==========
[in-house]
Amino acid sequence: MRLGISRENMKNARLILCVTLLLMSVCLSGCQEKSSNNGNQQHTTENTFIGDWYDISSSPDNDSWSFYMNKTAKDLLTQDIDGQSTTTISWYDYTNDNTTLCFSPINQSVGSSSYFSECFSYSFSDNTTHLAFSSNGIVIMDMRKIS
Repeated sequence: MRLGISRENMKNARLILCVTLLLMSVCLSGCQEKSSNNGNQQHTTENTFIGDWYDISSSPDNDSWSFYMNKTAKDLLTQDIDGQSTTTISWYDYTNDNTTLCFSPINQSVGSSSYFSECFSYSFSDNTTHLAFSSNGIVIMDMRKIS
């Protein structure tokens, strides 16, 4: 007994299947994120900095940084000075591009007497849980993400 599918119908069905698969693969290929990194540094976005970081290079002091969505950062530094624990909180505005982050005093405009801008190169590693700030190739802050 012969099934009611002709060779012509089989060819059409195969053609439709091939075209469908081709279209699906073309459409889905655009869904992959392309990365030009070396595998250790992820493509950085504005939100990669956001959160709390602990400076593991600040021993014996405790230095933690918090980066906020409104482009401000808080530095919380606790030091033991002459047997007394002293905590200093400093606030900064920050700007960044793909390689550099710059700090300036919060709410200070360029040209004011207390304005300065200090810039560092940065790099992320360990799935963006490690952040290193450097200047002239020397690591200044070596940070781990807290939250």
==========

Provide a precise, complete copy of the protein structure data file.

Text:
[in-house]
Amino acid sequence: MRLGISRENMKNARLILCVTLLLMSVCLSGCQEKSSNNGNQQHTTENTFIGDWYDISSSPDNDSWSFYMNKTAKDLLTQDIDGQSTTTISWYDYTNDNTTLCFSPINQSVGSSSYFSECFSYSFSDNTTHLAFSSNGIVIMDMRKIS
Repeated sequence: MRLGISRENMKNARLILCVTLLLMSVCLSGCQEKSSNNGNQQHTTENTFIGDWYDISSSPDNDSWSFYMNKTAKDLLTQDIDGQSTTTISWYDYTNDNTTLCFSPINQSVGSSSYFSECFSYSFSDNTTHLAFSSNGIVIMDMRKIS
């Protein structure tokens, strides 16, 4: 007994299947994120900095940084000075591009007497849980993400 599918119908069905698969693969290929990194540094976005970081290079002091969505950062530094624990909180505005982050005093405009801008190169590693700030190739802050 012969099934009611002709060779012509089989060819059409195969053609439709091939075209469908081709279209699906073309459409889905655009869904992959392309990365030009070396595998250790992820493509950085504005939100990669956001959160709390602990400076593991600040021993014996405790230095933690918090980066906020409104482009401000808080530095919380606790030091033991002459047997007394002293905590200093400093606030900064920050700007960044793909390689550099710059700090300036919060709410200070360029040209004011207390304005300065200090810039560092940065790099992320360990799935963006490690952040290193450097200047002239020397690591200044070596940070781990807290939250």